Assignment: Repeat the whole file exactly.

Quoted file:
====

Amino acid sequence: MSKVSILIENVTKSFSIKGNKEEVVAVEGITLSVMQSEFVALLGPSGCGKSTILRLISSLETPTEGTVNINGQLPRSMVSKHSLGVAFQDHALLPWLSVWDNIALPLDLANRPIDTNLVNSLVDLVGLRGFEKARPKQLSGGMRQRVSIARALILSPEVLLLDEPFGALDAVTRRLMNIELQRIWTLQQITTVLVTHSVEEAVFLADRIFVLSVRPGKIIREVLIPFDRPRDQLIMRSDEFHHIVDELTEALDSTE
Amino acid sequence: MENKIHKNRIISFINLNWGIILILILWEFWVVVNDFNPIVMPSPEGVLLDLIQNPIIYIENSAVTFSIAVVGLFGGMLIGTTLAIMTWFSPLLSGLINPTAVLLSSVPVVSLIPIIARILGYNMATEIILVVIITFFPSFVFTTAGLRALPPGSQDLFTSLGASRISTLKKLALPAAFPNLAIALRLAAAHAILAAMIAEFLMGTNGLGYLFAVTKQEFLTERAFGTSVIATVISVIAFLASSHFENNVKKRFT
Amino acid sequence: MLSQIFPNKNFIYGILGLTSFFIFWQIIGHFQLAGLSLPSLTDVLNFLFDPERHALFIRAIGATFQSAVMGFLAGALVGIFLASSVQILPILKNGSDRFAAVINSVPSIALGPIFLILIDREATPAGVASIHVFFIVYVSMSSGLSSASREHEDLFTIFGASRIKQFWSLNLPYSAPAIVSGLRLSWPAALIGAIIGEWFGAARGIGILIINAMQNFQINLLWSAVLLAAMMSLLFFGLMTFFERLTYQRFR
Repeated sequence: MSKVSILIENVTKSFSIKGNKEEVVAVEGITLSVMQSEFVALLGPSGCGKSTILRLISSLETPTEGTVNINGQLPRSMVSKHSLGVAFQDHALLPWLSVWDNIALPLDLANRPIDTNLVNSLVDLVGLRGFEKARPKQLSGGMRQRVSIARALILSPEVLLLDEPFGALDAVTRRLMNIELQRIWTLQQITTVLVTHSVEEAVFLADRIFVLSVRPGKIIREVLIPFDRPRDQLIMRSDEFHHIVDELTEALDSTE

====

Amino acid sequence: MSKVSILIENVTKSFSIKGNKEEVVAVEGITLSVMQSEFVALLGPSGCGKSTILRLISSLETPTEGTVNINGQLPRSMVSKHSLGVAFQDHALLPWLSVWDNIALPLDLANRPIDTNLVNSLVDLVGLRGFEKARPKQLSGGMRQRVSIARALILSPEVLLLDEPFGALDAVTRRLMNIELQRIWTLQQITTVLVTHSVEEAVFLADRIFVLSVRPGKIIREVLIPFDRPRDQLIMRSDEFHHIVDELTEALDSTE
Amino acid sequence: MENKIHKNRIISFINLNWGIILILILWEFWVVVNDFNPIVMPSPEGVLLDLIQNPIIYIENSAVTFSIAVVGLFGGMLIGTTLAIMTWFSPLLSGLINPTAVLLSSVPVVSLIPIIARILGYNMATEIILVVIITFFPSFVFTTAGLRALPPGSQDLFTSLGASRISTLKKLALPAAFPNLAIALRLAAAHAILAAMIAEFLMGTNGLGYLFAVTKQEFLTERAFGTSVIATVISVIAFLASSHFENNVKKRFT
Amino acid sequence: MLSQIFPNKNFIYGILGLTSFFIFWQIIGHFQLAGLSLPSLTDVLNFLFDPERHALFIRAIGATFQSAVMGFLAGALVGIFLASSVQILPILKNGSDRFAAVINSVPSIALGPIFLILIDREATPAGVASIHVFFIVYVSMSSGLSSASREHEDLFTIFGASRIKQFWSLNLPYSAPAIVSGLRLSWPAALIGAIIGEWFGAARGIGILIINAMQNFQINLLWSAVLLAAMMSLLFFGLMTFFERLTYQRFR
Repeated sequence: MSKVSILIENVTKSFSIKGNKEEVVAVEGITLSVMQSEFVALLGPSGCGKSTILRLISSLETPTEGTVNINGQLPRSMVSKHSLGVAFQDHALLPWLSVWDNIALPLDLANRPIDTNLVNSLVDLVGLRGFEKARPKQLSGGMRQRVSIARALILSPEVLLLDEPFGALDAVTRRLMNIELQRIWTLQQITTVLVTHSVEEAVFLADRIFVLSVRPGKIIREVLIPFDRPRDQLIMRSDEFHHIVDELTEALDSTE